Proverbs 30:30

A lion which is strongest among beasts, and turneth not away for any;

A lion, which is strongest among beasts,.... For what is stronger than a lion, or more courageous and undaunted? it walks with great majesty, very slowly, step by step, the left foot first; shaking its shoulders as it goes, as the philosopher {h} describes its going, and as here intended, and this without fear;

and turneth not away for any; it does not go out of its way for any creature it meets with; nor does it hasten its pace when pursued, nor show the lest sign of fear; nor does it turn its back to any; which is observed and confirmed by Aristotle {i}, Aelianus {k}, Pliny {l}, and other naturalists; particularly what Homer {m} and Virgil {n} say of this animal agrees with this account of Solomon. This creature is an emblem of Christ, the Lion of the tribe of Judah, who is stronger than the strong man armed; who never turned his back to any of his enemies; nor turned aside from the way of his duty, or the work of his office, on account of any; not Herod the fox, who threatened to kill him; nor Satan, the roaring lion, when he knew he was on the march to meet him; nor any of those, who, though they had a band of soldiers, that came to take him; see Luke 13:31; and also it is an emblem of righteous men, who are as bold as a lion; and cannot be moved from their duty by anything they meet with, but remain steadfast and constant in it; see Proverbs 28:1.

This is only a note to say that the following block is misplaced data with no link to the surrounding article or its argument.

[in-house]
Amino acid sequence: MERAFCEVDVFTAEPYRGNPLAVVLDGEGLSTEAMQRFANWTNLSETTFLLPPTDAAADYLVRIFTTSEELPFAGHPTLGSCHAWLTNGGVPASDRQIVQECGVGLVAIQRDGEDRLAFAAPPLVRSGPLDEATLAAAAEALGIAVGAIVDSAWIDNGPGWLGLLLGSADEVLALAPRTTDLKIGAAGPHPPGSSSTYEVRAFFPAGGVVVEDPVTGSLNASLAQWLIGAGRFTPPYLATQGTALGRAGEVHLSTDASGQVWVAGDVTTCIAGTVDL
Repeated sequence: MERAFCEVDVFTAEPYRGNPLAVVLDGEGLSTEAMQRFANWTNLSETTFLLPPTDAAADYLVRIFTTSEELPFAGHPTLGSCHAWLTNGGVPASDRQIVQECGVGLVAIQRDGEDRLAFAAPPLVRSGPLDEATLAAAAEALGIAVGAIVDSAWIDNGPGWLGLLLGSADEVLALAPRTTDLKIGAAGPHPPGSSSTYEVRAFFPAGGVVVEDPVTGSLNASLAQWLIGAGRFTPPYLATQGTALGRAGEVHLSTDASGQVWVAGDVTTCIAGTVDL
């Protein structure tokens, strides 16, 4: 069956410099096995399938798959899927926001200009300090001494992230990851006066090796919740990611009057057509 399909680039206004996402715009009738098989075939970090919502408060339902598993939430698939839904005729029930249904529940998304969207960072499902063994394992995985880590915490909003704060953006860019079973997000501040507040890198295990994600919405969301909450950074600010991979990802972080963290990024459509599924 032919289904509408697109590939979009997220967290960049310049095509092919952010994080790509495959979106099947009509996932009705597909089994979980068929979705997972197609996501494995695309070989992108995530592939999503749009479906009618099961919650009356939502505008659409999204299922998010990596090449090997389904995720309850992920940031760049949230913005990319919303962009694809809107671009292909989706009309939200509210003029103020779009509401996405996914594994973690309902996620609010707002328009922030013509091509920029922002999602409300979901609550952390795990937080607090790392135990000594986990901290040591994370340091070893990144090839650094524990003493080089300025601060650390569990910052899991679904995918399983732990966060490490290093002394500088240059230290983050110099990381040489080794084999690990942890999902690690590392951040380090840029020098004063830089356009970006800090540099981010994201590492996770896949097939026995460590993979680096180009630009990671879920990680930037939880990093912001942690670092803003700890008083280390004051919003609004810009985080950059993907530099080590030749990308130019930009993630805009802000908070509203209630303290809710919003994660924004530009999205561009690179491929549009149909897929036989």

{h} Aristot. Hist. Animal. l. 2. c. 1. & Physog. c. 5.
{i} Hist. Animal. l. 9. c. 44.
{k} De Animal. l. 4. c. 34.
{l} Nat. Hist. l. 8. c. 16.
{m} euste lewn oresitrofov, &c. Iliad. 12. v. 299.
{n} "Ceu saevum turba leonem", &c. Aeneid. l. 9. prope finem.